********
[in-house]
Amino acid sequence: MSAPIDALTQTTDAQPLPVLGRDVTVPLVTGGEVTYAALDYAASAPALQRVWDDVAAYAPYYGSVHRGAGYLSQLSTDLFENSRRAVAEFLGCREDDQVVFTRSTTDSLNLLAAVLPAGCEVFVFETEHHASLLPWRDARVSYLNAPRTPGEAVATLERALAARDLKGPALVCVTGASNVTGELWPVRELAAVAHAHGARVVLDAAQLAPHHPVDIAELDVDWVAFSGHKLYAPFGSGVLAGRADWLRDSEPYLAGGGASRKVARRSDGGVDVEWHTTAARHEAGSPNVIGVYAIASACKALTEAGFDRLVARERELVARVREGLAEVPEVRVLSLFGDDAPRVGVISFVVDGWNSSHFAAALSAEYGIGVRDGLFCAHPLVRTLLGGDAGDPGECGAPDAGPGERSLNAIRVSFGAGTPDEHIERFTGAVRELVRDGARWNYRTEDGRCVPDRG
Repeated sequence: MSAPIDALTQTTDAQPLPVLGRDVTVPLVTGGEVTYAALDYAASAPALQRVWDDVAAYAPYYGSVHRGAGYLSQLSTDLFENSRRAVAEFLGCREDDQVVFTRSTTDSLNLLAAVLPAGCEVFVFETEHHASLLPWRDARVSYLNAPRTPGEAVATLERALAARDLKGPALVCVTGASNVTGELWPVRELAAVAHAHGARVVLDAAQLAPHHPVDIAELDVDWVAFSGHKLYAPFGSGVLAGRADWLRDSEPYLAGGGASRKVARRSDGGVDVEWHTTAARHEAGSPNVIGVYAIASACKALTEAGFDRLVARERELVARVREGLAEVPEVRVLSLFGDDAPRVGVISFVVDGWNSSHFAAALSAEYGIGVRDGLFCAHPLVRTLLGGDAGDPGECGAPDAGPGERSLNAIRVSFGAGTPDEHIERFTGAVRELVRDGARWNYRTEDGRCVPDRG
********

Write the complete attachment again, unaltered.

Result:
[in-house]
Amino acid sequence: MSAPIDALTQTTDAQPLPVLGRDVTVPLVTGGEVTYAALDYAASAPALQRVWDDVAAYAPYYGSVHRGAGYLSQLSTDLFENSRRAVAEFLGCREDDQVVFTRSTTDSLNLLAAVLPAGCEVFVFETEHHASLLPWRDARVSYLNAPRTPGEAVATLERALAARDLKGPALVCVTGASNVTGELWPVRELAAVAHAHGARVVLDAAQLAPHHPVDIAELDVDWVAFSGHKLYAPFGSGVLAGRADWLRDSEPYLAGGGASRKVARRSDGGVDVEWHTTAARHEAGSPNVIGVYAIASACKALTEAGFDRLVARERELVARVREGLAEVPEVRVLSLFGDDAPRVGVISFVVDGWNSSHFAAALSAEYGIGVRDGLFCAHPLVRTLLGGDAGDPGECGAPDAGPGERSLNAIRVSFGAGTPDEHIERFTGAVRELVRDGARWNYRTEDGRCVPDRG
Repeated sequence: MSAPIDALTQTTDAQPLPVLGRDVTVPLVTGGEVTYAALDYAASAPALQRVWDDVAAYAPYYGSVHRGAGYLSQLSTDLFENSRRAVAEFLGCREDDQVVFTRSTTDSLNLLAAVLPAGCEVFVFETEHHASLLPWRDARVSYLNAPRTPGEAVATLERALAARDLKGPALVCVTGASNVTGELWPVRELAAVAHAHGARVVLDAAQLAPHHPVDIAELDVDWVAFSGHKLYAPFGSGVLAGRADWLRDSEPYLAGGGASRKVARRSDGGVDVEWHTTAARHEAGSPNVIGVYAIASACKALTEAGFDRLVARERELVARVREGLAEVPEVRVLSLFGDDAPRVGVISFVVDGWNSSHFAAALSAEYGIGVRDGLFCAHPLVRTLLGGDAGDPGECGAPDAGPGERSLNAIRVSFGAGTPDEHIERFTGAVRELVRDGARWNYRTEDGRCVPDRG